Abraham Stephens has lived in Twiggs County his entire life. He says access to the internet in the area is terrible.
TWIGGS COUNTY, Ga. — According to Georgia’s Department of Community Affairs, Twiggs County is one of the most underserved areas in Central Georgia for high-speed internet.
Only about a quarter of the area gets broadband.
Some in Twiggs County seem hopeful as Governor Brian Kemp invested $240 million to continue expansion of the high-speed internet to Georgians.
13WMAZ’s Jessica Cha went to Twiggs to talk to some folks about internet users’ need for speed.
“I don’t care what kind of telephone you have– Verizon or whatever–your phone is going to go dead,” says Abraham Stephens.
Stephens has lived in Twiggs County his entire life. He says access to the internet in the area is terrible.
“A lot of time I do a lot of things on the internet as far as communicating with people, and I cannot do that — it’s the service that goes out and stuff. I have to wait to get back to Bibb County? Oh, no,” he explains.
Stephens says certain areas of town like Highway 80 get no signal at all. He says he even has two phones on hand because service is always unpredictable.
“We might need more towers or something like that, but something needs to happen because we have a lot of young people who don’t have access to the internet, and the youth really need it,” Stephens says.
Antonio Clay is a yard worker in Twiggs County.
“It’s a social network out here. Everybody try to stay in touch with everybody,” he exclaims.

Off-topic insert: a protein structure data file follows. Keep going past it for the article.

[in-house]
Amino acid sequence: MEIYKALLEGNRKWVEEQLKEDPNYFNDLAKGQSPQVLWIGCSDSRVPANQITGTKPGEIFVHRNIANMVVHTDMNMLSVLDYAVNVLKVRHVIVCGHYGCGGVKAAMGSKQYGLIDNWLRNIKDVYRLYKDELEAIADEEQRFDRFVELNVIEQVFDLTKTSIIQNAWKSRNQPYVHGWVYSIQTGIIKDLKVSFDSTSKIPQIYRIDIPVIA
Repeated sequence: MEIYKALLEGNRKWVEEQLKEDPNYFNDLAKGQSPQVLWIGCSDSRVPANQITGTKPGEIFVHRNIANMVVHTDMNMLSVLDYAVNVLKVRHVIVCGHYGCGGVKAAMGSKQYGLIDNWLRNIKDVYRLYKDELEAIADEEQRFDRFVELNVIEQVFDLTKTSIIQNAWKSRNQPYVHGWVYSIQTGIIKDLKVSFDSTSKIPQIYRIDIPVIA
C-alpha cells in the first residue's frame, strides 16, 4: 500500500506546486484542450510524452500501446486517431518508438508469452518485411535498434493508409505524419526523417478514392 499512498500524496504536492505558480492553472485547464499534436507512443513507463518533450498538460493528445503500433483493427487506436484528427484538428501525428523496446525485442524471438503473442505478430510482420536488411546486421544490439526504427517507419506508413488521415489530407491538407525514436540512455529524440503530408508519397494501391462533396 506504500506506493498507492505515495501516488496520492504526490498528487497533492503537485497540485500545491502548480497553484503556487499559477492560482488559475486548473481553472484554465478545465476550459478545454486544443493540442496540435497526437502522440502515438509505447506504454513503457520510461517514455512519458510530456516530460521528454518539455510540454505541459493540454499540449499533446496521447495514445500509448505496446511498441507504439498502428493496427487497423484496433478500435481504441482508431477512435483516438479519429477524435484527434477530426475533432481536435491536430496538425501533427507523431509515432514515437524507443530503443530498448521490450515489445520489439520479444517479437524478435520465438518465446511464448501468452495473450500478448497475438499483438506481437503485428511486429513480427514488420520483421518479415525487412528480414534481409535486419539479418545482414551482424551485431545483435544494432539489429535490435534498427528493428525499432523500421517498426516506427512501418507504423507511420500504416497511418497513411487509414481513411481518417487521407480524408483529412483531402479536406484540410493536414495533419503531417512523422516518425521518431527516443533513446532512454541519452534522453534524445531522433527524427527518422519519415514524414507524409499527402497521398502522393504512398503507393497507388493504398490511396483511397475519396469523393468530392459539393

Clay says he lives in a more rural area and says the lack of good internet access affects him a lot.
“I got a daughter in South Carolina, so I have to try to get in touch with her as much as I can, and when the internet goes down like that, it’s really hard to pick up and it’s really hard to get in contact with her,” he explains.
Clay says bad internet service even affects the local businesses.
“I was wanting to use my card in the stores and the server dropped down– it won’t pick up the service of the card.”.
They say possible grant money from the state gives them hope, but they won’t believe it until they see it.
“Go ahead and put it into action. If we got this money, then use it. Hopefully, they can use it within 30 days. Don’t play around, go ahead and use this money for the children,” Stephens says.
In February, Governor Kemp said he wanted to extend broadband to 180,000 locations. He says at the end of the year, the state will have dedicated $1 billion to closing the digital divide.
Kemp’s office says they don’t know how much Twiggs County may qualify for.